Cheers for our poll and election workers
Everyone has their own election hero — maybe yours is CNN's John King or MSNBC's Steve Kornacki, the number crunchers who have possibly slept for a combined seven hours this week in order to keep us up to date on the latest batch of ballots reported from Maricopa County. It could be activist Stacey Abrams, whose tireless efforts to expand voting rights and curb voter suppression appear to have flipped Georgia blue.
My heroes this election — and every election — are the volunteers who ensured that polling locations were set up and voters could safely cast their ballots, as well as the county election workers who spent months prepping for Election Day, painstakingly counting ballots, and carefully checking signatures.
Every county handles elections differently, with their own requirements for poll workers and how ballots are counted. (Multnomah County in Oregon has a handy video showing the path a mail-in ballot takes there). One thing is pretty universal, though: The people who volunteer to work the polls want to do their civic duty and serve their community. It's not a glamorous job, and if they get a stipend, it's never more than around $200 for a 16-hour day. They don't do it for the money. They do it because they understand that we need them, and there's immense value in what they do.
Poll workers usually skew older — in 2018, about 58 percent were 61 or over — and this year, younger volunteers stepped up during the coronavirus pandemic to ensure there were enough people to staff each location (when there's not, sites are consolidated, which makes it harder for people to vote, especially in communities of color). These younger poll workers were also more diverse, which can help make voters feel comfortable — they are more inclined to participate if they feel represented and see themselves reflected at the polls.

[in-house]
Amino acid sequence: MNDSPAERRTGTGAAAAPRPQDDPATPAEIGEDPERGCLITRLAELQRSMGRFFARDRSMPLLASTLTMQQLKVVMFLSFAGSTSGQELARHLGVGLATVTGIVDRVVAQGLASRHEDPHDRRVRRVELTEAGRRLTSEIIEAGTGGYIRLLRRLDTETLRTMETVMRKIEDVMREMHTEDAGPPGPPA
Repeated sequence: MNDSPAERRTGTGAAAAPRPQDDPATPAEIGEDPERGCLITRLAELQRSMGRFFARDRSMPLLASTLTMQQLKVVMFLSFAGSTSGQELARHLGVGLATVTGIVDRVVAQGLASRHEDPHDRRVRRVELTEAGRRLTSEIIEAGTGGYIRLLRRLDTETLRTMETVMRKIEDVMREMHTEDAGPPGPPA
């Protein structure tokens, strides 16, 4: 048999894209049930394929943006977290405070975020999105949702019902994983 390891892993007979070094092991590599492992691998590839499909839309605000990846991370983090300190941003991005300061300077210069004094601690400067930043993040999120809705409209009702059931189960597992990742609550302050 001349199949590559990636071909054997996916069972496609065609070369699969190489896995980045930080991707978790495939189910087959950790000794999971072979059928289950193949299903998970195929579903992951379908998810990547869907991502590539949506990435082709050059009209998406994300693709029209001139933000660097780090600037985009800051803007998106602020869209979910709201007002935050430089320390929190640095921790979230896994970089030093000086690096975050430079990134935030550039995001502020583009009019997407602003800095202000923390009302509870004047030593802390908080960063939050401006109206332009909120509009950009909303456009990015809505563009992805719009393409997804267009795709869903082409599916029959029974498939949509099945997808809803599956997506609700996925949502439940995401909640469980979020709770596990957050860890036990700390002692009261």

I love that poll work is a way Americans can get involved directly in elections — I think it makes voting that much more special. I volunteered in high school to work at a polling location, and while I definitely appreciated a day off from school and some spending money, I genuinely enjoyed meeting people I ordinarily never would have crossed paths with, helping them navigate the voting process. I wasn't yet old enough to participate, but it made me excited for the day I'd cast my first ballot.
A lot of people can't remember what they had for breakfast yesterday, yet alone what they learned in government class back in high school, which is why volunteering at the polls is also an excellent way for people to get educated again on how elections work. And if you know that your neighbor, your best friend, or your fellow parishioner is a poll or election worker, that should give you even more faith in the system. It doesn't get more "We the People" than this.
Going into the election, there was a lot of guessing: Would President Trump once again lose the popular vote but win the electoral college? (No.) Would Americans come out in force to smash earlier voting records? (Yes.) Would Arizona flip blue? (We're still waiting on an official answer for that one.) But one thing I knew was that our poll and election workers were going to take their jobs seriously and make sure that voting was safe and fair. This democracy only works when we have people fighting for it, and they are always the ones who make certain that our voices are heard.
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